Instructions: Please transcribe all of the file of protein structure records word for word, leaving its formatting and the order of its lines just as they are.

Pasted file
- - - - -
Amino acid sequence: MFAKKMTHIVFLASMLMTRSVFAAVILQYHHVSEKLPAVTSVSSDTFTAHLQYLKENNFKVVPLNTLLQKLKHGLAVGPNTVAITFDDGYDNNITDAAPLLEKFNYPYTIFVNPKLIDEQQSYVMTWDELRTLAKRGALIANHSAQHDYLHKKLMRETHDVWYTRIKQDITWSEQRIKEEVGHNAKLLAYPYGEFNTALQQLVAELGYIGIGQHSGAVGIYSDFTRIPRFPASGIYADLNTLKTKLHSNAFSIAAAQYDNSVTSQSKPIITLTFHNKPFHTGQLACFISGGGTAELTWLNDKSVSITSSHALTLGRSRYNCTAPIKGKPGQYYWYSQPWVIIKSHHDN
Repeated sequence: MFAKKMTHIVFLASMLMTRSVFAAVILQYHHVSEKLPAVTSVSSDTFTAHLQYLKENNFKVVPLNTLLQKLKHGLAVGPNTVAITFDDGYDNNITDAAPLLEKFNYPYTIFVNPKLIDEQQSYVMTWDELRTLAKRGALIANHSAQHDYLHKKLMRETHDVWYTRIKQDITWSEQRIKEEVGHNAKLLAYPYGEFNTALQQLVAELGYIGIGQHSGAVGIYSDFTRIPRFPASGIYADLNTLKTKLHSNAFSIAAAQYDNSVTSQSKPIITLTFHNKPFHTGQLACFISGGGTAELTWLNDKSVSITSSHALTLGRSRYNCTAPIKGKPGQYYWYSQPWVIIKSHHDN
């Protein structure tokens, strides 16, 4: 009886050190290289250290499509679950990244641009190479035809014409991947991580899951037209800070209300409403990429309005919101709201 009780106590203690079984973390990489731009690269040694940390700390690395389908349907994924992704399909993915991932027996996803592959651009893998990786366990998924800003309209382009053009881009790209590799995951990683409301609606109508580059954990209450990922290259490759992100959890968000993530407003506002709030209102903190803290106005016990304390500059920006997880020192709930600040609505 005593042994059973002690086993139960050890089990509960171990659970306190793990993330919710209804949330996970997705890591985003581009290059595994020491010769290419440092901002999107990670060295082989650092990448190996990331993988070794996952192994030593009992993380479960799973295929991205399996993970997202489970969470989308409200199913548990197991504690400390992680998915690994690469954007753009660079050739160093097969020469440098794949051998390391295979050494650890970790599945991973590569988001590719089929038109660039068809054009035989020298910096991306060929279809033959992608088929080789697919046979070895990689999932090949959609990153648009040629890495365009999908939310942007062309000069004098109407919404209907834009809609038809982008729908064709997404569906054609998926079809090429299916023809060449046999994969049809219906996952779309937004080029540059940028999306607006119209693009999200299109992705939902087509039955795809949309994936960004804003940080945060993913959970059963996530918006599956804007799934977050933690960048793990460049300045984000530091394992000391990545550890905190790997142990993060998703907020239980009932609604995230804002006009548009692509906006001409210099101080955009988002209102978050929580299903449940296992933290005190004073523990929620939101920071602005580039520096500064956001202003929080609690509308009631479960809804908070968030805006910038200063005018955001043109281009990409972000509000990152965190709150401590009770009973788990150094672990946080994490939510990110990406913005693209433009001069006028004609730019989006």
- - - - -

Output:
Amino acid sequence: MFAKKMTHIVFLASMLMTRSVFAAVILQYHHVSEKLPAVTSVSSDTFTAHLQYLKENNFKVVPLNTLLQKLKHGLAVGPNTVAITFDDGYDNNITDAAPLLEKFNYPYTIFVNPKLIDEQQSYVMTWDELRTLAKRGALIANHSAQHDYLHKKLMRETHDVWYTRIKQDITWSEQRIKEEVGHNAKLLAYPYGEFNTALQQLVAELGYIGIGQHSGAVGIYSDFTRIPRFPASGIYADLNTLKTKLHSNAFSIAAAQYDNSVTSQSKPIITLTFHNKPFHTGQLACFISGGGTAELTWLNDKSVSITSSHALTLGRSRYNCTAPIKGKPGQYYWYSQPWVIIKSHHDN
Repeated sequence: MFAKKMTHIVFLASMLMTRSVFAAVILQYHHVSEKLPAVTSVSSDTFTAHLQYLKENNFKVVPLNTLLQKLKHGLAVGPNTVAITFDDGYDNNITDAAPLLEKFNYPYTIFVNPKLIDEQQSYVMTWDELRTLAKRGALIANHSAQHDYLHKKLMRETHDVWYTRIKQDITWSEQRIKEEVGHNAKLLAYPYGEFNTALQQLVAELGYIGIGQHSGAVGIYSDFTRIPRFPASGIYADLNTLKTKLHSNAFSIAAAQYDNSVTSQSKPIITLTFHNKPFHTGQLACFISGGGTAELTWLNDKSVSITSSHALTLGRSRYNCTAPIKGKPGQYYWYSQPWVIIKSHHDN
């Protein structure tokens, strides 16, 4: 009886050190290289250290499509679950990244641009190479035809014409991947991580899951037209800070209300409403990429309005919101709201 009780106590203690079984973390990489731009690269040694940390700390690395389908349907994924992704399909993915991932027996996803592959651009893998990786366990998924800003309209382009053009881009790209590799995951990683409301609606109508580059954990209450990922290259490759992100959890968000993530407003506002709030209102903190803290106005016990304390500059920006997880020192709930600040609505 005593042994059973002690086993139960050890089990509960171990659970306190793990993330919710209804949330996970997705890591985003581009290059595994020491010769290419440092901002999107990670060295082989650092990448190996990331993988070794996952192994030593009992993380479960799973295929991205399996993970997202489970969470989308409200199913548990197991504690400390992680998915690994690469954007753009660079050739160093097969020469440098794949051998390391295979050494650890970790599945991973590569988001590719089929038109660039068809054009035989020298910096991306060929279809033959992608088929080789697919046979070895990689999932090949959609990153648009040629890495365009999908939310942007062309000069004098109407919404209907834009809609038809982008729908064709997404569906054609998926079809090429299916023809060449046999994969049809219906996952779309937004080029540059940028999306607006119209693009999200299109992705939902087509039955795809949309994936960004804003940080945060993913959970059963996530918006599956804007799934977050933690960048793990460049300045984000530091394992000391990545550890905190790997142990993060998703907020239980009932609604995230804002006009548009692509906006001409210099101080955009988002209102978050929580299903449940296992933290005190004073523990929620939101920071602005580039520096500064956001202003929080609690509308009631479960809804908070968030805006910038200063005018955001043109281009990409972000509000990152965190709150401590009770009973788990150094672990946080994490939510990110990406913005693209433009001069006028004609730019989006």